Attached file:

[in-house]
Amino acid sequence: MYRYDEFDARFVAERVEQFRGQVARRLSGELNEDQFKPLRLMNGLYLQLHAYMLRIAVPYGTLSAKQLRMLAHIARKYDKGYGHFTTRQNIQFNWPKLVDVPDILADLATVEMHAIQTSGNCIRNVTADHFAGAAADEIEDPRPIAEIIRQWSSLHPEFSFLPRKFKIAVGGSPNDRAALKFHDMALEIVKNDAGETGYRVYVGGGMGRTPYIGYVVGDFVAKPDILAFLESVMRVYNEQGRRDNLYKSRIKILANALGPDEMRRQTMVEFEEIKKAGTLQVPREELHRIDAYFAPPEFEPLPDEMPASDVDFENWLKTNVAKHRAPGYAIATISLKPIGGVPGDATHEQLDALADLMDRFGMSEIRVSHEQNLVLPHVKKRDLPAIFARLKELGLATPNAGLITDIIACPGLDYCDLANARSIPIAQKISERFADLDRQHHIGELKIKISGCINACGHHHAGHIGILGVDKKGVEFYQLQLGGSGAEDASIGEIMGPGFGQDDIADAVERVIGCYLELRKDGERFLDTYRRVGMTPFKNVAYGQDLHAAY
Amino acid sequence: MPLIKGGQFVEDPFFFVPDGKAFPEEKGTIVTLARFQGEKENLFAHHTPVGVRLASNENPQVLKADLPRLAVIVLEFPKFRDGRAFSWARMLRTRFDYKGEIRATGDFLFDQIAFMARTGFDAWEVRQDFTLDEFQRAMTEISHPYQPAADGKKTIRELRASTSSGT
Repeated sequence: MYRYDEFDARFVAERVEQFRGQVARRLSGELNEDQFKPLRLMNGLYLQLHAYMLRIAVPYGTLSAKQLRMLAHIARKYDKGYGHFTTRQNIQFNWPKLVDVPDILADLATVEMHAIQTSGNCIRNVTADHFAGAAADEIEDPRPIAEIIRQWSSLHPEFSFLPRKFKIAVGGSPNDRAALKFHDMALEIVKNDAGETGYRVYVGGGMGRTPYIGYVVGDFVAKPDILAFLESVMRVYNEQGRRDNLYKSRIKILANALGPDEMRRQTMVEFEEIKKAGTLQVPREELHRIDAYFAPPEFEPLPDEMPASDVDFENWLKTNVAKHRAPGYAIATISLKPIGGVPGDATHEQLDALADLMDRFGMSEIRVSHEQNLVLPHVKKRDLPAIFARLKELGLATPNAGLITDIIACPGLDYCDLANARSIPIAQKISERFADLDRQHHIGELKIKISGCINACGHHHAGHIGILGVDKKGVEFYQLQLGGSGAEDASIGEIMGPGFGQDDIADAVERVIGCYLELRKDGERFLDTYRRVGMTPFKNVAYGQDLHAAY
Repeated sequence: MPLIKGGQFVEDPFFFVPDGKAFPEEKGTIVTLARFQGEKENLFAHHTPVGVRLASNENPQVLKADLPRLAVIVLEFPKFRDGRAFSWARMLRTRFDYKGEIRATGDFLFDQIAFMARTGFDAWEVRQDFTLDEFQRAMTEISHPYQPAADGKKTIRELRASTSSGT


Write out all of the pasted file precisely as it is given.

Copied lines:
[in-house]
Amino acid sequence: MYRYDEFDARFVAERVEQFRGQVARRLSGELNEDQFKPLRLMNGLYLQLHAYMLRIAVPYGTLSAKQLRMLAHIARKYDKGYGHFTTRQNIQFNWPKLVDVPDILADLATVEMHAIQTSGNCIRNVTADHFAGAAADEIEDPRPIAEIIRQWSSLHPEFSFLPRKFKIAVGGSPNDRAALKFHDMALEIVKNDAGETGYRVYVGGGMGRTPYIGYVVGDFVAKPDILAFLESVMRVYNEQGRRDNLYKSRIKILANALGPDEMRRQTMVEFEEIKKAGTLQVPREELHRIDAYFAPPEFEPLPDEMPASDVDFENWLKTNVAKHRAPGYAIATISLKPIGGVPGDATHEQLDALADLMDRFGMSEIRVSHEQNLVLPHVKKRDLPAIFARLKELGLATPNAGLITDIIACPGLDYCDLANARSIPIAQKISERFADLDRQHHIGELKIKISGCINACGHHHAGHIGILGVDKKGVEFYQLQLGGSGAEDASIGEIMGPGFGQDDIADAVERVIGCYLELRKDGERFLDTYRRVGMTPFKNVAYGQDLHAAY
Amino acid sequence: MPLIKGGQFVEDPFFFVPDGKAFPEEKGTIVTLARFQGEKENLFAHHTPVGVRLASNENPQVLKADLPRLAVIVLEFPKFRDGRAFSWARMLRTRFDYKGEIRATGDFLFDQIAFMARTGFDAWEVRQDFTLDEFQRAMTEISHPYQPAADGKKTIRELRASTSSGT
Repeated sequence: MYRYDEFDARFVAERVEQFRGQVARRLSGELNEDQFKPLRLMNGLYLQLHAYMLRIAVPYGTLSAKQLRMLAHIARKYDKGYGHFTTRQNIQFNWPKLVDVPDILADLATVEMHAIQTSGNCIRNVTADHFAGAAADEIEDPRPIAEIIRQWSSLHPEFSFLPRKFKIAVGGSPNDRAALKFHDMALEIVKNDAGETGYRVYVGGGMGRTPYIGYVVGDFVAKPDILAFLESVMRVYNEQGRRDNLYKSRIKILANALGPDEMRRQTMVEFEEIKKAGTLQVPREELHRIDAYFAPPEFEPLPDEMPASDVDFENWLKTNVAKHRAPGYAIATISLKPIGGVPGDATHEQLDALADLMDRFGMSEIRVSHEQNLVLPHVKKRDLPAIFARLKELGLATPNAGLITDIIACPGLDYCDLANARSIPIAQKISERFADLDRQHHIGELKIKISGCINACGHHHAGHIGILGVDKKGVEFYQLQLGGSGAEDASIGEIMGPGFGQDDIADAVERVIGCYLELRKDGERFLDTYRRVGMTPFKNVAYGQDLHAAY
Repeated sequence: MPLIKGGQFVEDPFFFVPDGKAFPEEKGTIVTLARFQGEKENLFAHHTPVGVRLASNENPQVLKADLPRLAVIVLEFPKFRDGRAFSWARMLRTRFDYKGEIRATGDFLFDQIAFMARTGFDAWEVRQDFTLDEFQRAMTEISHPYQPAADGKKTIRELRASTSSGT